Secondly, he noted that most of the LA students seemed to be ‘predisposed’ to serving. They were excited enough about doing good that they were willing to deal with their ‘evangelical’ counterparts as bunkmates. A lot of these LA students had some interesting, if not defensive, attitudes about the church. In other words, you would be hard pressed to find them attending a weekend worship service because a classmate extended an invite. Yet, when invited to serve through the church, they jumped at the opportunity. From a generational standpoint, Millennials are innately service-oriented. Giving, serving, welfare, civic-mindedness; these are all concepts found deep in the heart of the Millennials. The last generation to be wired like this is the GI (Veteran) generation, born 1901-1924. For most people alive, the idea that a generation is others-focused is quite foreign. But this is how the Millennials see the world. And this is why the approach works so well with them.
Matt leveled with me, “Adam, if your goal is to see as many people pray a prayer in the shortest time possible, this model is not for you.” The reality is that many of our evangelistic strategies are failing because our metric for effectiveness is out of step with Scripture. Thinking back on our Biblical reference in John 6, we have to remember that Jesus didn’t finish His work with the disciples right then and there. He spent three and a half years with them, providing experiential framework over and over before they really got it. Matt doesn’t do an altar call on the last night of the trip. He allows those conversations to naturally develop long after the students come home.
If we subscribe to the Great Commission, then some of us need to recalibrate what we want to see as a result of our efforts. It’s so easy to feel good about seeing people come forward after a Gospel message. I’m not even questioning whether this can work or not–it does work! Countless people have come into relationship with Christ through hearing and responding. The problem is that because it works for some, we can tend to rely on this as our primary means of evangelism. If it worked for everyone, could you imagine how many people would be in our churches? I know of churches who see hundreds come forward every weekend, but the community isn’t getting any bigger. Where are those people? What happened after they came forward? Despite our best efforts to follow up, the fact is most of these people were caught up in an emotional moment and because there was no experience with which to match the message (or any relationship that an experience would cultivate) the person walks away. At best, they’re a little more open to Jesus… at worst, they go on believing that they’ve secured a place in heaven–they understand Christianity as a religious afterthought rather than an old life transformed into a new life by the Holy Spirit.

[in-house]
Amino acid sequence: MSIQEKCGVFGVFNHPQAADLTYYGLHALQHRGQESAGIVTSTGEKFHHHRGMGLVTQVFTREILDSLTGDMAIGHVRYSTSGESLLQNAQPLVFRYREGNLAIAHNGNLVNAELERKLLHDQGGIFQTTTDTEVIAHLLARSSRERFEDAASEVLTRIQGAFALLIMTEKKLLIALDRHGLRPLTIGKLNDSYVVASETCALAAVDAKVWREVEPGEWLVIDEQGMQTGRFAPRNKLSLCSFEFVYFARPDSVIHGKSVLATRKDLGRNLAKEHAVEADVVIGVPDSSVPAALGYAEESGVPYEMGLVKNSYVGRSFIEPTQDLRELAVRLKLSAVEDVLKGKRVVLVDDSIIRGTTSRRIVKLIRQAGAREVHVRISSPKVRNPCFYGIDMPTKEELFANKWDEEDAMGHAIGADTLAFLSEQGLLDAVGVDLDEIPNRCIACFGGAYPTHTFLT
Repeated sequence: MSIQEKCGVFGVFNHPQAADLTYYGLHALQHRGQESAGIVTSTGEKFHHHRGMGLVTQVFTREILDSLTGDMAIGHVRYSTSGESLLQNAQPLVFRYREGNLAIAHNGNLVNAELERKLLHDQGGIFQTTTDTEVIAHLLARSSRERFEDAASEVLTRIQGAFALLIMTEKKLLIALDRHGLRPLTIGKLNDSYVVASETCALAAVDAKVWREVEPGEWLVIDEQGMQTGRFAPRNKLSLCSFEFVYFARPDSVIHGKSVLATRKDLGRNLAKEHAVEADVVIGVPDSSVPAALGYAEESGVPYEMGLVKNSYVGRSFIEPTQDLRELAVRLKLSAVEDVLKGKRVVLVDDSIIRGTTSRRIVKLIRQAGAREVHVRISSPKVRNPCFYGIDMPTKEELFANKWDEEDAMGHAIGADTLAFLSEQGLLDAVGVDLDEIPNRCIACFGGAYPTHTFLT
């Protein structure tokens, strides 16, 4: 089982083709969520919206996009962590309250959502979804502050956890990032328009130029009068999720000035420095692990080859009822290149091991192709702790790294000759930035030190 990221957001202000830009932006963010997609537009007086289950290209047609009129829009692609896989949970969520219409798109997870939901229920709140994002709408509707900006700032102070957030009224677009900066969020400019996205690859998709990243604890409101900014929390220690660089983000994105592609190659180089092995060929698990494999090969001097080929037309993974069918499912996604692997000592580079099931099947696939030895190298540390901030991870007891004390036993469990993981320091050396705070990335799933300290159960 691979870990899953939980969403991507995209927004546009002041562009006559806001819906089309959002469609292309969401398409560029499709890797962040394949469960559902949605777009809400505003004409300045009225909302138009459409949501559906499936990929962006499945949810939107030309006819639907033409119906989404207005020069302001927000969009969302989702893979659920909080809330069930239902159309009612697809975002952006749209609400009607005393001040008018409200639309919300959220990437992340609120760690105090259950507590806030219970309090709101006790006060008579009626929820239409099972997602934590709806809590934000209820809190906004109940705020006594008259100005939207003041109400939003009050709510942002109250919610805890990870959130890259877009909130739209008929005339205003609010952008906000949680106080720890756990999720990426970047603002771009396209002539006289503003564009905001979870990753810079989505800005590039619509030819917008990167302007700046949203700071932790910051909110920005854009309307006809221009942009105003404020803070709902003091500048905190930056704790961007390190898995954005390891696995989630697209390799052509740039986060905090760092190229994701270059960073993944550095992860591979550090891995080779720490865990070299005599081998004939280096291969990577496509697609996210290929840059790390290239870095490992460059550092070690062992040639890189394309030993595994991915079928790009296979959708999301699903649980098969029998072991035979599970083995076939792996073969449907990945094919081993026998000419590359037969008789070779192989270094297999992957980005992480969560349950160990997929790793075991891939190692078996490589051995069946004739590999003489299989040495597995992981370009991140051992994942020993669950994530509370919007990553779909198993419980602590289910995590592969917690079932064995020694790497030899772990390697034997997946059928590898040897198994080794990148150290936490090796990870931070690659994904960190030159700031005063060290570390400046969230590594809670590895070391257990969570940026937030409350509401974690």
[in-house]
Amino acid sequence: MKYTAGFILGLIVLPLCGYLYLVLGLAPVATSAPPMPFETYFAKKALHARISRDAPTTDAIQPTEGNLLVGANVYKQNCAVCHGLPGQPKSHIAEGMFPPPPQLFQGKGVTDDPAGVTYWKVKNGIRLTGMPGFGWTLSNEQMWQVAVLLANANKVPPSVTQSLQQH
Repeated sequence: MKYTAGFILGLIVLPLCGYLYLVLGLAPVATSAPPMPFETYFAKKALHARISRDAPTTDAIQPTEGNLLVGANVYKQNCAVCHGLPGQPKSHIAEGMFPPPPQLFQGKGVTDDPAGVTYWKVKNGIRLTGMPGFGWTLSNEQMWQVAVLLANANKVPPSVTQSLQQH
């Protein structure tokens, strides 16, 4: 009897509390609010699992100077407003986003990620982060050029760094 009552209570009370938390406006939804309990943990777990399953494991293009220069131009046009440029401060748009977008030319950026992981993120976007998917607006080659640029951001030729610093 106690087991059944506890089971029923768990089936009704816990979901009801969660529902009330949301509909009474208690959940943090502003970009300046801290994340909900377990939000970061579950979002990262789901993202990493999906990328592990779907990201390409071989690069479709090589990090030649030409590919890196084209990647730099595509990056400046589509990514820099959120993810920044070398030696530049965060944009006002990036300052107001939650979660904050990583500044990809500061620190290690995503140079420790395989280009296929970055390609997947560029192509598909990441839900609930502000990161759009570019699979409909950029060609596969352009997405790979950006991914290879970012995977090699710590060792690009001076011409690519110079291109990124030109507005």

After listening to Matt tell me about the LA students who have submitted to Christ through their experience in Honduras, and the students who haven’t, it became quite clear that while this approach is highly effective, it is no magic bullet. If that’s what you’re looking for in your ministry, I think you’ll be looking for a long time. Matt isn’t looking for THE way to reach young people with the Gospel. He has found a Biblical way that makes a lot of sense to the Millennial Generation. Isn’t that what we should all be looking for? The cool part of this is that you don’t need to go to Honduras to do it. My primary focus as a servant of the church is to develop this model in the local context. I would venture to say that we have many more opportunities to do this in our own backyard. It’s reproducable in that we can do it in Nebraska, New York City, Africa; anywhere. It’s contextual in that it’s built upon what’s happening right where you are.
Thanks so much for reading these posts. As I said earlier, we’ve arrived at a very important and special moment in history. Our choices and strategies today will have a trajectory-shaping impact over the next hundred years. I am grateful that you would engage in this exciting conversation! Please post your insights and ideas in the comments below. Also, I would LOVE to serve you. If we can work together to create evangelistic movement through your ministry, please email me at firstname.lastname@example.org. Blessings-
Tags: Blackhawk Church, church strategy, college ministry, discipleship, evangelism, GI Generation, great commission, Matt Metzger, millennial generation, Millennials, outreach, relational evangelism, relational ministry